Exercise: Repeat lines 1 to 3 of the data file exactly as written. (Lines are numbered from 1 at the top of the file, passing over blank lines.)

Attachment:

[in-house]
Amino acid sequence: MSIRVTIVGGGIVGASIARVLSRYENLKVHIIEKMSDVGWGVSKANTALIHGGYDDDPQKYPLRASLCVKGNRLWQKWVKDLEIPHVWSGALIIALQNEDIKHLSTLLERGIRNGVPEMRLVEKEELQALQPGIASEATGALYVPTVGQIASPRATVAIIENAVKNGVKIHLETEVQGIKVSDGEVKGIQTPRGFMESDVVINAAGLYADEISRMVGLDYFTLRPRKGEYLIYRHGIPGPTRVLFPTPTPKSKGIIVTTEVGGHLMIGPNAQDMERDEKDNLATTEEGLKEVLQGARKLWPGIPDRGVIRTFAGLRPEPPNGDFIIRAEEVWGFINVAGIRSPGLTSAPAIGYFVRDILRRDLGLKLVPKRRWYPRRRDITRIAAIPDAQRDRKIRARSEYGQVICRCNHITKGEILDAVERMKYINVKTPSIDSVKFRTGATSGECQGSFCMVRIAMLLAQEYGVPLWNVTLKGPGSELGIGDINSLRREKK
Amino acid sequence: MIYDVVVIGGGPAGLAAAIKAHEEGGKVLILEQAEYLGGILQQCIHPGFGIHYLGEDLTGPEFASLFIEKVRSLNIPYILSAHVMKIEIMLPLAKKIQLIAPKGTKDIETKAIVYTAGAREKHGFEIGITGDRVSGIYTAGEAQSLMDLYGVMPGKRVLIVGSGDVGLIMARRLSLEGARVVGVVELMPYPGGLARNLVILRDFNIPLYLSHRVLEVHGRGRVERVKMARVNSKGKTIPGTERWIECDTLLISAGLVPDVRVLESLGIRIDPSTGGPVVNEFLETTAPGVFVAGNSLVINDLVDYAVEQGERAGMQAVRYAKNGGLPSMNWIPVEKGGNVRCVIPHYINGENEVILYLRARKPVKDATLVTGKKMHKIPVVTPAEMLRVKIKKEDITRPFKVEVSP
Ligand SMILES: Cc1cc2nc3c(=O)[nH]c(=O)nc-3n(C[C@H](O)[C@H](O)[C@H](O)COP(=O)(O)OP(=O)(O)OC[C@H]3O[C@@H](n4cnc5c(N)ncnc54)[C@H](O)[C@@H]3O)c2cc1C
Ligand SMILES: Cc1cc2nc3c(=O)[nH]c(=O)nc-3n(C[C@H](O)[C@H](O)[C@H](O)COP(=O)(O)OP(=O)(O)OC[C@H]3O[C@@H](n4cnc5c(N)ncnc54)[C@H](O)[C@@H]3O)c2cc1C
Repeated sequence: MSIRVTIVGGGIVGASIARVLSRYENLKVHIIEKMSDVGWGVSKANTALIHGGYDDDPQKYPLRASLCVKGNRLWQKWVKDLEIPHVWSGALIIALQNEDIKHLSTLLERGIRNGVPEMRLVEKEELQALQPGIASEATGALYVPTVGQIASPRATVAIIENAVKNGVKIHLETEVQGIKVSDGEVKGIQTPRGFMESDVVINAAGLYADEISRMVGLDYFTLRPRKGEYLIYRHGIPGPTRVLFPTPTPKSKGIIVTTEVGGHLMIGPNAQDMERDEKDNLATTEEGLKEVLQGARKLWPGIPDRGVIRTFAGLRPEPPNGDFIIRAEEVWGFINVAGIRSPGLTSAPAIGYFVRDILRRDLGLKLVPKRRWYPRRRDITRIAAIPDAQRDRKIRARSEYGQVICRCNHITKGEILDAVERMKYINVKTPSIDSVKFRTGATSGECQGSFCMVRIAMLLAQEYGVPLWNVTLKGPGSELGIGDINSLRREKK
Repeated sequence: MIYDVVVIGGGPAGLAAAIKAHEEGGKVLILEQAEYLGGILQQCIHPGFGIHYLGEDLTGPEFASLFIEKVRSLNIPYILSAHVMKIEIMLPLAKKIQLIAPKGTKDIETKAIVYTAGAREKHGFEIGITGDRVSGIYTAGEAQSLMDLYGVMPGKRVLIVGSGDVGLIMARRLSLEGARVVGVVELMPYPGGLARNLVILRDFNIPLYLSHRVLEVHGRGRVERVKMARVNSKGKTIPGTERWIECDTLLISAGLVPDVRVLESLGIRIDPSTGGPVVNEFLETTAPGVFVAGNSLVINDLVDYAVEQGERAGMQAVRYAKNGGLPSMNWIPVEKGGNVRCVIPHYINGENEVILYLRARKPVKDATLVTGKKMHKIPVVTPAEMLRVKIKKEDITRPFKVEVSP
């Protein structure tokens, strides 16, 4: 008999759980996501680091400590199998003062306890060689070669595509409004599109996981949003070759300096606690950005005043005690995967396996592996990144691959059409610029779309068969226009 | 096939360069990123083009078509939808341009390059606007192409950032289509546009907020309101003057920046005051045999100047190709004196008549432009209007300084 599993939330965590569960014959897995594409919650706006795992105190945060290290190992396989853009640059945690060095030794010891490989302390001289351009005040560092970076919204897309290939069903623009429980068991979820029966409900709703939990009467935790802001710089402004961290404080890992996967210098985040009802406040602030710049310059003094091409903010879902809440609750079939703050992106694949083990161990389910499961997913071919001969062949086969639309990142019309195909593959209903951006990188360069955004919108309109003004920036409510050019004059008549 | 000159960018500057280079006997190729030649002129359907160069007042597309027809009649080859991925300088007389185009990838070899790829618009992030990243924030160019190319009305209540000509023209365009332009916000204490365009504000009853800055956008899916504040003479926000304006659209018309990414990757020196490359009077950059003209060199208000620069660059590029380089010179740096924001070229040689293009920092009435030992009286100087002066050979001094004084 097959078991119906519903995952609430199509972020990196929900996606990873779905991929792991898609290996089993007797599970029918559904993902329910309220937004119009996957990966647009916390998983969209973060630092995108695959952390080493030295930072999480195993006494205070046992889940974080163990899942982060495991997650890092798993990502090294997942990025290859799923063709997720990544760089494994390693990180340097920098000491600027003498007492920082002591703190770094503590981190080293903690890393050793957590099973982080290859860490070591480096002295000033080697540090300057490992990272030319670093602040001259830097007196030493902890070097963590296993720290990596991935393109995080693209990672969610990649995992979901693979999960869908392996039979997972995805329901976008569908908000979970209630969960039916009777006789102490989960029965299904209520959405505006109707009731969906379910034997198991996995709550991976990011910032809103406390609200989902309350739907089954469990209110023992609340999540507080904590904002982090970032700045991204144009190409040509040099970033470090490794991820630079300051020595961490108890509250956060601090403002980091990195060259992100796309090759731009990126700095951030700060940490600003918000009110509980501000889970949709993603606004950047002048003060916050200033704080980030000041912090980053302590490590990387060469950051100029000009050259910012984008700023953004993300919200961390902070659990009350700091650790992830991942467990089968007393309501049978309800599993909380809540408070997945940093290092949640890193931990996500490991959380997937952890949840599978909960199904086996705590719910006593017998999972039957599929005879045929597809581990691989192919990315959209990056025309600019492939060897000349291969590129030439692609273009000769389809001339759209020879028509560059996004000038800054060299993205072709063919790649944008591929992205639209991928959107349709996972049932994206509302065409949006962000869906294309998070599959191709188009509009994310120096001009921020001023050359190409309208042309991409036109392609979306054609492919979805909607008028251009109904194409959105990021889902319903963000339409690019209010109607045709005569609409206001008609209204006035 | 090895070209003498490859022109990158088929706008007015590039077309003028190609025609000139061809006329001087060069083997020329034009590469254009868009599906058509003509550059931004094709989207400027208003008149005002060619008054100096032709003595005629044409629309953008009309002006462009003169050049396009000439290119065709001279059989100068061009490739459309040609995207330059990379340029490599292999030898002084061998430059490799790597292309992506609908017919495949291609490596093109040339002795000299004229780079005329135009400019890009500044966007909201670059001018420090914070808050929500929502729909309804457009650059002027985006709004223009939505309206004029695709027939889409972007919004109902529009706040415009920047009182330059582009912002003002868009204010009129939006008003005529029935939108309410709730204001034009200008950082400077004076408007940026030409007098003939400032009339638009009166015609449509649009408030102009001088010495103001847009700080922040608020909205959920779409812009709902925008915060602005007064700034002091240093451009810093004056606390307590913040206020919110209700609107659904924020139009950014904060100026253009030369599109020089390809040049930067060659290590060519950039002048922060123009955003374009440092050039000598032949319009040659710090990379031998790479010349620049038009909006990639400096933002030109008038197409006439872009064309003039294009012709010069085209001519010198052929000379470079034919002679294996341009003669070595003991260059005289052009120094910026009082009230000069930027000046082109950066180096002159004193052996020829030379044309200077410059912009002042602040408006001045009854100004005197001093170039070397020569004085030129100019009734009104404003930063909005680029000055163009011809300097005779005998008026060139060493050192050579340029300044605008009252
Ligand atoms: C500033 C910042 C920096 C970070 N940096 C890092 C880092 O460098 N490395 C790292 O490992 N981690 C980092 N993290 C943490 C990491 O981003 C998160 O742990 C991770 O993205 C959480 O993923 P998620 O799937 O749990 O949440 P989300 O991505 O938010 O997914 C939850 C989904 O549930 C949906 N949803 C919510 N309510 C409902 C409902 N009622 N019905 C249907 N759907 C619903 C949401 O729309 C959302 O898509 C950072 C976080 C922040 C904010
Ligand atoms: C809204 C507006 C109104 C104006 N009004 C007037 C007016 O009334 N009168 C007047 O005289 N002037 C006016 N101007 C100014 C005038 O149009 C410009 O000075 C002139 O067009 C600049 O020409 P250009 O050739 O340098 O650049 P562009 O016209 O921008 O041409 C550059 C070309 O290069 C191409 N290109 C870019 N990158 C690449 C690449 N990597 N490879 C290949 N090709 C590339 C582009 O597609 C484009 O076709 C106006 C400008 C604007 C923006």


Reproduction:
[in-house]
Amino acid sequence: MSIRVTIVGGGIVGASIARVLSRYENLKVHIIEKMSDVGWGVSKANTALIHGGYDDDPQKYPLRASLCVKGNRLWQKWVKDLEIPHVWSGALIIALQNEDIKHLSTLLERGIRNGVPEMRLVEKEELQALQPGIASEATGALYVPTVGQIASPRATVAIIENAVKNGVKIHLETEVQGIKVSDGEVKGIQTPRGFMESDVVINAAGLYADEISRMVGLDYFTLRPRKGEYLIYRHGIPGPTRVLFPTPTPKSKGIIVTTEVGGHLMIGPNAQDMERDEKDNLATTEEGLKEVLQGARKLWPGIPDRGVIRTFAGLRPEPPNGDFIIRAEEVWGFINVAGIRSPGLTSAPAIGYFVRDILRRDLGLKLVPKRRWYPRRRDITRIAAIPDAQRDRKIRARSEYGQVICRCNHITKGEILDAVERMKYINVKTPSIDSVKFRTGATSGECQGSFCMVRIAMLLAQEYGVPLWNVTLKGPGSELGIGDINSLRREKK
Amino acid sequence: MIYDVVVIGGGPAGLAAAIKAHEEGGKVLILEQAEYLGGILQQCIHPGFGIHYLGEDLTGPEFASLFIEKVRSLNIPYILSAHVMKIEIMLPLAKKIQLIAPKGTKDIETKAIVYTAGAREKHGFEIGITGDRVSGIYTAGEAQSLMDLYGVMPGKRVLIVGSGDVGLIMARRLSLEGARVVGVVELMPYPGGLARNLVILRDFNIPLYLSHRVLEVHGRGRVERVKMARVNSKGKTIPGTERWIECDTLLISAGLVPDVRVLESLGIRIDPSTGGPVVNEFLETTAPGVFVAGNSLVINDLVDYAVEQGERAGMQAVRYAKNGGLPSMNWIPVEKGGNVRCVIPHYINGENEVILYLRARKPVKDATLVTGKKMHKIPVVTPAEMLRVKIKKEDITRPFKVEVSP